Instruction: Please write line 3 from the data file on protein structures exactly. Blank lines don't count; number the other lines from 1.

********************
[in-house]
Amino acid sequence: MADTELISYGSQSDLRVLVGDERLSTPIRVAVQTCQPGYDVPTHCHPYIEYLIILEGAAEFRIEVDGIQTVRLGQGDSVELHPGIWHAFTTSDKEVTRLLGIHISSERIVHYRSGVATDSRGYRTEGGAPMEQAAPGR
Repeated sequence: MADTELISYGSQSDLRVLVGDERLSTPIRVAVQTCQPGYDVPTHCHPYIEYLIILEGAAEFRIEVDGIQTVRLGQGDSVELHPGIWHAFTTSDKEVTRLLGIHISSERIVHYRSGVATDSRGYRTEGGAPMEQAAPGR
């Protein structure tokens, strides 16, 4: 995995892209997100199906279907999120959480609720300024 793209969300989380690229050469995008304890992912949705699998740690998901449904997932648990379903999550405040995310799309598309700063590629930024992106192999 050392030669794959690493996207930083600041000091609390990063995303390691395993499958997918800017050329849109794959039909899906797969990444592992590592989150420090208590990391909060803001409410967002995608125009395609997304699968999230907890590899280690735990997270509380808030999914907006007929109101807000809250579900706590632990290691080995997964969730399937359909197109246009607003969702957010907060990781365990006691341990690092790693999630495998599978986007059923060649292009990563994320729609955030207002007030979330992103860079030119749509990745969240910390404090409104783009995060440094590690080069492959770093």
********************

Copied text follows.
Repeated sequence: MADTELISYGSQSDLRVLVGDERLSTPIRVAVQTCQPGYDVPTHCHPYIEYLIILEGAAEFRIEVDGIQTVRLGQGDSVELHPGIWHAFTTSDKEVTRLLGIHISSERIVHYRSGVATDSRGYRTEGGAPMEQAAPGR